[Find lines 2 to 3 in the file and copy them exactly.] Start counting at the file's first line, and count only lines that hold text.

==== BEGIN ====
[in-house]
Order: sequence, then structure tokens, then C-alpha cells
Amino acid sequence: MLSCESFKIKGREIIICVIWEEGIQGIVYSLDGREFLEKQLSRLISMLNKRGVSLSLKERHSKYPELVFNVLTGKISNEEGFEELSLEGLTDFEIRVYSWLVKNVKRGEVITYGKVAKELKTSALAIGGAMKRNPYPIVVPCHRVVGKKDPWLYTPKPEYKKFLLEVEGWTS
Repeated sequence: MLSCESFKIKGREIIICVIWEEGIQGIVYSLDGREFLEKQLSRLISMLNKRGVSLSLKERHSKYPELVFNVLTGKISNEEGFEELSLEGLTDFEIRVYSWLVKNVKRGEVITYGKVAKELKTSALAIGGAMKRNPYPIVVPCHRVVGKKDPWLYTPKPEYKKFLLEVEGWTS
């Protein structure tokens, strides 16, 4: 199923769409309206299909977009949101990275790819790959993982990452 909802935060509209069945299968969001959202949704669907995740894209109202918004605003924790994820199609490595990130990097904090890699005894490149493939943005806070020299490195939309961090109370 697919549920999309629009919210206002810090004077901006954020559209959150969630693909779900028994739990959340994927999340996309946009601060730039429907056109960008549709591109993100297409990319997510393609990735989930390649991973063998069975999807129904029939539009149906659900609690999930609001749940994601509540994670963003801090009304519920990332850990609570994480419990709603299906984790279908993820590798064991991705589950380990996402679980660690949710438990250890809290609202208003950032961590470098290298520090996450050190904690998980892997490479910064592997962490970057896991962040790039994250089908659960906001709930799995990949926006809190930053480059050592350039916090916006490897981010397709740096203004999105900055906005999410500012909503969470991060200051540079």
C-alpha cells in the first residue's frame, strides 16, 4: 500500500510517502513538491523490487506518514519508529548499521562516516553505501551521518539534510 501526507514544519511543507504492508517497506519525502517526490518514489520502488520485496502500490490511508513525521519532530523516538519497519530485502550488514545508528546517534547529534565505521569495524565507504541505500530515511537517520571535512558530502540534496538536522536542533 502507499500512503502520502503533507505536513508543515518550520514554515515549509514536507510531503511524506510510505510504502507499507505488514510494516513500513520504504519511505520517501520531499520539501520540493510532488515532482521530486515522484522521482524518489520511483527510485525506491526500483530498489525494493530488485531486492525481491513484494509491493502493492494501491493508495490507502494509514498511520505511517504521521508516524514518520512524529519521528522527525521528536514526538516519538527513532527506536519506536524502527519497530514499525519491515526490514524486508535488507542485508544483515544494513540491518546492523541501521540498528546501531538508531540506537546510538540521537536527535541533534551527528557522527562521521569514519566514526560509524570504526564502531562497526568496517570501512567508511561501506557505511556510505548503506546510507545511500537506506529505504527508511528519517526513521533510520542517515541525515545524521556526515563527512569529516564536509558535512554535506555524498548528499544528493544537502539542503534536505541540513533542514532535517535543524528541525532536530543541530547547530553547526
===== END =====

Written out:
Order: sequence, then structure tokens, then C-alpha cells
Amino acid sequence: MLSCESFKIKGREIIICVIWEEGIQGIVYSLDGREFLEKQLSRLISMLNKRGVSLSLKERHSKYPELVFNVLTGKISNEEGFEELSLEGLTDFEIRVYSWLVKNVKRGEVITYGKVAKELKTSALAIGGAMKRNPYPIVVPCHRVVGKKDPWLYTPKPEYKKFLLEVEGWTS